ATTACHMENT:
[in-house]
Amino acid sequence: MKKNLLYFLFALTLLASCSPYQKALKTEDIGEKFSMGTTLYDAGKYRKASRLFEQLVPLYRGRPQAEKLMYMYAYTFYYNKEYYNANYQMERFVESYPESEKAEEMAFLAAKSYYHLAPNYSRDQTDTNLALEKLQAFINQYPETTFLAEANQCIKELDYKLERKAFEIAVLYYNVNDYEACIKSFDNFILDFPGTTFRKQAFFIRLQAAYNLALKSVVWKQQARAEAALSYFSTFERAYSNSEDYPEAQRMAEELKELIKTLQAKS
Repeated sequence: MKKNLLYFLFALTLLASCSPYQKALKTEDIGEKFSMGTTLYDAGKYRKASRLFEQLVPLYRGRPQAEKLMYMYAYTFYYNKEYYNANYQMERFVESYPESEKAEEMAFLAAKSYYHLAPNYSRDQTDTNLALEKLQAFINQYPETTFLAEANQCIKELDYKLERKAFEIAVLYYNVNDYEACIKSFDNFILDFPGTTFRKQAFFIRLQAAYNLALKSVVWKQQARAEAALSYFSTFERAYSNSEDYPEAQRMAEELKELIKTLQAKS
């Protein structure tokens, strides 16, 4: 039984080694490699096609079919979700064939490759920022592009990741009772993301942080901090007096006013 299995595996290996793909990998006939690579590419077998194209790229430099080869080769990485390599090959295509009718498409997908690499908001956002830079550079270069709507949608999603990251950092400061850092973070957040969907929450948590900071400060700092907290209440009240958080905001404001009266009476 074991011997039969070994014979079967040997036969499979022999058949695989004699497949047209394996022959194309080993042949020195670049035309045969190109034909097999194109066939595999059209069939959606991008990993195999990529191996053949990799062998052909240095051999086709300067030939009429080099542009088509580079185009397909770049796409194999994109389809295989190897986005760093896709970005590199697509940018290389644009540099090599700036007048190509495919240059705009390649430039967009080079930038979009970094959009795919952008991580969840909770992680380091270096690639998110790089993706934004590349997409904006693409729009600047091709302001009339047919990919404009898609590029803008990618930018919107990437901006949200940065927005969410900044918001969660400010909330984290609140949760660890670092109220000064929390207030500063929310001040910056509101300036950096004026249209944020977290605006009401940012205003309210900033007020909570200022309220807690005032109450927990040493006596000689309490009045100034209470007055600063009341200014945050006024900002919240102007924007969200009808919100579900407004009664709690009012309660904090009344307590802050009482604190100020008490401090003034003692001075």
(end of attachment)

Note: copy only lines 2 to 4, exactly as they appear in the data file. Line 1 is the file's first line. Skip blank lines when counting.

Amino acid sequence: MKKNLLYFLFALTLLASCSPYQKALKTEDIGEKFSMGTTLYDAGKYRKASRLFEQLVPLYRGRPQAEKLMYMYAYTFYYNKEYYNANYQMERFVESYPESEKAEEMAFLAAKSYYHLAPNYSRDQTDTNLALEKLQAFINQYPETTFLAEANQCIKELDYKLERKAFEIAVLYYNVNDYEACIKSFDNFILDFPGTTFRKQAFFIRLQAAYNLALKSVVWKQQARAEAALSYFSTFERAYSNSEDYPEAQRMAEELKELIKTLQAKS
Repeated sequence: MKKNLLYFLFALTLLASCSPYQKALKTEDIGEKFSMGTTLYDAGKYRKASRLFEQLVPLYRGRPQAEKLMYMYAYTFYYNKEYYNANYQMERFVESYPESEKAEEMAFLAAKSYYHLAPNYSRDQTDTNLALEKLQAFINQYPETTFLAEANQCIKELDYKLERKAFEIAVLYYNVNDYEACIKSFDNFILDFPGTTFRKQAFFIRLQAAYNLALKSVVWKQQARAEAALSYFSTFERAYSNSEDYPEAQRMAEELKELIKTLQAKS
């Protein structure tokens, strides 16, 4: 039984080694490699096609079919979700064939490759920022592009990741009772993301942080901090007096006013 299995595996290996793909990998006939690579590419077998194209790229430099080869080769990485390599090959295509009718498409997908690499908001956002830079550079270069709507949608999603990251950092400061850092973070957040969907929450948590900071400060700092907290209440009240958080905001404001009266009476 074991011997039969070994014979079967040997036969499979022999058949695989004699497949047209394996022959194309080993042949020195670049035309045969190109034909097999194109066939595999059209069939959606991008990993195999990529191996053949990799062998052909240095051999086709300067030939009429080099542009088509580079185009397909770049796409194999994109389809295989190897986005760093896709970005590199697509940018290389644009540099090599700036007048190509495919240059705009390649430039967009080079930038979009970094959009795919952008991580969840909770992680380091270096690639998110790089993706934004590349997409904006693409729009600047091709302001009339047919990919404009898609590029803008990618930018919107990437901006949200940065927005969410900044918001969660400010909330984290609140949760660890670092109220000064929390207030500063929310001040910056509101300036950096004026249209944020977290605006009401940012205003309210900033007020909570200022309220807690005032109450927990040493006596000689309490009045100034209470007055600063009341200014945050006024900002919240102007924007969200009808919100579900407004009664709690009012309660904090009344307590802050009482604190100020008490401090003034003692001075």